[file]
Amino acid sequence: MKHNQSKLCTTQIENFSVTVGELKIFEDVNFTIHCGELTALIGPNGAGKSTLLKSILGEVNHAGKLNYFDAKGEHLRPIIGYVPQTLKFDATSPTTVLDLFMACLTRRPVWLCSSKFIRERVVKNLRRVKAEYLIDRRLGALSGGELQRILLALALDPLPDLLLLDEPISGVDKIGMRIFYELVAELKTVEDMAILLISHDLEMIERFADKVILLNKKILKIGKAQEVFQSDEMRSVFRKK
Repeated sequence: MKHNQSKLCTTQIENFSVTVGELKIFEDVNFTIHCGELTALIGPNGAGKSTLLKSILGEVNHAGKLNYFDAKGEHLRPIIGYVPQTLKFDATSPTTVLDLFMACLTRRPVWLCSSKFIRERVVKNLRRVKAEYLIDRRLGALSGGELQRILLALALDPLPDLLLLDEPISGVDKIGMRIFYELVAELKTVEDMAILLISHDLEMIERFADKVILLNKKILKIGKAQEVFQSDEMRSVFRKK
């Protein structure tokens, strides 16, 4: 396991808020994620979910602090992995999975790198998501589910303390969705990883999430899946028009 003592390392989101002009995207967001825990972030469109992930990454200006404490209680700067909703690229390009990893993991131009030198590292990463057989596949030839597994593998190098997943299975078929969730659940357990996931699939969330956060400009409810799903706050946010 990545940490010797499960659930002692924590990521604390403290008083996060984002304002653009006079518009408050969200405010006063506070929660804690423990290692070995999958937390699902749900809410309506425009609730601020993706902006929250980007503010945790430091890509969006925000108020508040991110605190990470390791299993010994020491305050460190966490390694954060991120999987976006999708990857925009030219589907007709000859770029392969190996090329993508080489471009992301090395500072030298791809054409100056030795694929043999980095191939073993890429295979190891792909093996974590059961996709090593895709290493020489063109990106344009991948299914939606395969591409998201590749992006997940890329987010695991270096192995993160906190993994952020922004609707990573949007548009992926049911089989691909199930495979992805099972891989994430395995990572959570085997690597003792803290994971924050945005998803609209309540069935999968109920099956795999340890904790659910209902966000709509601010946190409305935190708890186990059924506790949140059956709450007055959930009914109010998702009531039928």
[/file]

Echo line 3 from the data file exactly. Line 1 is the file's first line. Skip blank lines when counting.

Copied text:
């Protein structure tokens, strides 16, 4: 396991808020994620979910602090992995999975790198998501589910303390969705990883999430899946028009 003592390392989101002009995207967001825990972030469109992930990454200006404490209680700067909703690229390009990893993991131009030198590292990463057989596949030839597994593998190098997943299975078929969730659940357990996931699939969330956060400009409810799903706050946010 990545940490010797499960659930002692924590990521604390403290008083996060984002304002653009006079518009408050969200405010006063506070929660804690423990290692070995999958937390699902749900809410309506425009609730601020993706902006929250980007503010945790430091890509969006925000108020508040991110605190990470390791299993010994020491305050460190966490390694954060991120999987976006999708990857925009030219589907007709000859770029392969190996090329993508080489471009992301090395500072030298791809054409100056030795694929043999980095191939073993890429295979190891792909093996974590059961996709090593895709290493020489063109990106344009991948299914939606395969591409998201590749992006997940890329987010695991270096192995993160906190993994952020922004609707990573949007548009992926049911089989691909199930495979992805099972891989994430395995990572959570085997690597003792803290994971924050945005998803609209309540069935999968109920099956795999340890904790659910209902966000709509601010946190409305935190708890186990059924506790949140059956709450007055959930009914109010998702009531039928």